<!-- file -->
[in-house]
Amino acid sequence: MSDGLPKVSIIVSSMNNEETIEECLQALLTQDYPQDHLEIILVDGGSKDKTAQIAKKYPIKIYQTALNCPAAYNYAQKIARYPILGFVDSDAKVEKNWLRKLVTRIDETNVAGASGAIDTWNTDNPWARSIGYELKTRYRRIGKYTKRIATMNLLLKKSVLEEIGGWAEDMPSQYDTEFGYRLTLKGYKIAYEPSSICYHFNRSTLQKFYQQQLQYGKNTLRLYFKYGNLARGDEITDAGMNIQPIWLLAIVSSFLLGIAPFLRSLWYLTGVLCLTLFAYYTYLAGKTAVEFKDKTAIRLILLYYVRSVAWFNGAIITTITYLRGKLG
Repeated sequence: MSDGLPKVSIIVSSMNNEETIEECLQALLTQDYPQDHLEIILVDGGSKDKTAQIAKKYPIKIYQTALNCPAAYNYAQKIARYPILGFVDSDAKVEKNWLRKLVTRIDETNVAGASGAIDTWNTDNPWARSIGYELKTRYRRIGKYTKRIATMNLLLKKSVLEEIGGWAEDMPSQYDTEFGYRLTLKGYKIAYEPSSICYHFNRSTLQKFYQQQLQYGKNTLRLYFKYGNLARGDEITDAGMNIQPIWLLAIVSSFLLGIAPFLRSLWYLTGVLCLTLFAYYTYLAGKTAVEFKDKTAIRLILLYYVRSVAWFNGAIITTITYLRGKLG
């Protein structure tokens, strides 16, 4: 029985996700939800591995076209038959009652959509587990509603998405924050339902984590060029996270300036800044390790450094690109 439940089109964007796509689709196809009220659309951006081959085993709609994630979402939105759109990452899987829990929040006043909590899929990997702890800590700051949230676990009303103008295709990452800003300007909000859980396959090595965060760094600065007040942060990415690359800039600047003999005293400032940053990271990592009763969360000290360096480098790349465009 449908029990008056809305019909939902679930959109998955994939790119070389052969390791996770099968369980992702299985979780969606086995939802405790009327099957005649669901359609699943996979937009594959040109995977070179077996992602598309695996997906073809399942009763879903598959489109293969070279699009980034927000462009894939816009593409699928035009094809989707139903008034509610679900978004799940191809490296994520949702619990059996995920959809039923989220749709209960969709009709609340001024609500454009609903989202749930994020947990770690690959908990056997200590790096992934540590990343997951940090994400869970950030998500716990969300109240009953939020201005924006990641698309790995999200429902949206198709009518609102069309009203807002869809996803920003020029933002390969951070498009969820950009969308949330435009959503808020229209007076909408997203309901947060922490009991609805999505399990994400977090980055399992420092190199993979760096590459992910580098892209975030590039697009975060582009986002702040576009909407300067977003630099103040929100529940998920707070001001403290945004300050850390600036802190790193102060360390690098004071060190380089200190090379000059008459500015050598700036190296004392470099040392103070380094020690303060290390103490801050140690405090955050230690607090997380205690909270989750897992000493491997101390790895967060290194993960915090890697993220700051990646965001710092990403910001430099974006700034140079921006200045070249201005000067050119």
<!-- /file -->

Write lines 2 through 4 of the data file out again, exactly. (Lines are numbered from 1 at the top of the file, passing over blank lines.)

Amino acid sequence: MSDGLPKVSIIVSSMNNEETIEECLQALLTQDYPQDHLEIILVDGGSKDKTAQIAKKYPIKIYQTALNCPAAYNYAQKIARYPILGFVDSDAKVEKNWLRKLVTRIDETNVAGASGAIDTWNTDNPWARSIGYELKTRYRRIGKYTKRIATMNLLLKKSVLEEIGGWAEDMPSQYDTEFGYRLTLKGYKIAYEPSSICYHFNRSTLQKFYQQQLQYGKNTLRLYFKYGNLARGDEITDAGMNIQPIWLLAIVSSFLLGIAPFLRSLWYLTGVLCLTLFAYYTYLAGKTAVEFKDKTAIRLILLYYVRSVAWFNGAIITTITYLRGKLG
Repeated sequence: MSDGLPKVSIIVSSMNNEETIEECLQALLTQDYPQDHLEIILVDGGSKDKTAQIAKKYPIKIYQTALNCPAAYNYAQKIARYPILGFVDSDAKVEKNWLRKLVTRIDETNVAGASGAIDTWNTDNPWARSIGYELKTRYRRIGKYTKRIATMNLLLKKSVLEEIGGWAEDMPSQYDTEFGYRLTLKGYKIAYEPSSICYHFNRSTLQKFYQQQLQYGKNTLRLYFKYGNLARGDEITDAGMNIQPIWLLAIVSSFLLGIAPFLRSLWYLTGVLCLTLFAYYTYLAGKTAVEFKDKTAIRLILLYYVRSVAWFNGAIITTITYLRGKLG
């Protein structure tokens, strides 16, 4: 029985996700939800591995076209038959009652959509587990509603998405924050339902984590060029996270300036800044390790450094690109 439940089109964007796509689709196809009220659309951006081959085993709609994630979402939105759109990452899987829990929040006043909590899929990997702890800590700051949230676990009303103008295709990452800003300007909000859980396959090595965060760094600065007040942060990415690359800039600047003999005293400032940053990271990592009763969360000290360096480098790349465009 449908029990008056809305019909939902679930959109998955994939790119070389052969390791996770099968369980992702299985979780969606086995939802405790009327099957005649669901359609699943996979937009594959040109995977070179077996992602598309695996997906073809399942009763879903598959489109293969070279699009980034927000462009894939816009593409699928035009094809989707139903008034509610679900978004799940191809490296994520949702619990059996995920959809039923989220749709209960969709009709609340001024609500454009609903989202749930994020947990770690690959908990056997200590790096992934540590990343997951940090994400869970950030998500716990969300109240009953939020201005924006990641698309790995999200429902949206198709009518609102069309009203807002869809996803920003020029933002390969951070498009969820950009969308949330435009959503808020229209007076909408997203309901947060922490009991609805999505399990994400977090980055399992420092190199993979760096590459992910580098892209975030590039697009975060582009986002702040576009909407300067977003630099103040929100529940998920707070001001403290945004300050850390600036802190790193102060360390690098004071060190380089200190090379000059008459500015050598700036190296004392470099040392103070380094020690303060290390103490801050140690405090955050230690607090997380205690909270989750897992000493491997101390790895967060290194993960915090890697993220700051990646965001710092990403910001430099974006700034140079921006200045070249201005000067050119």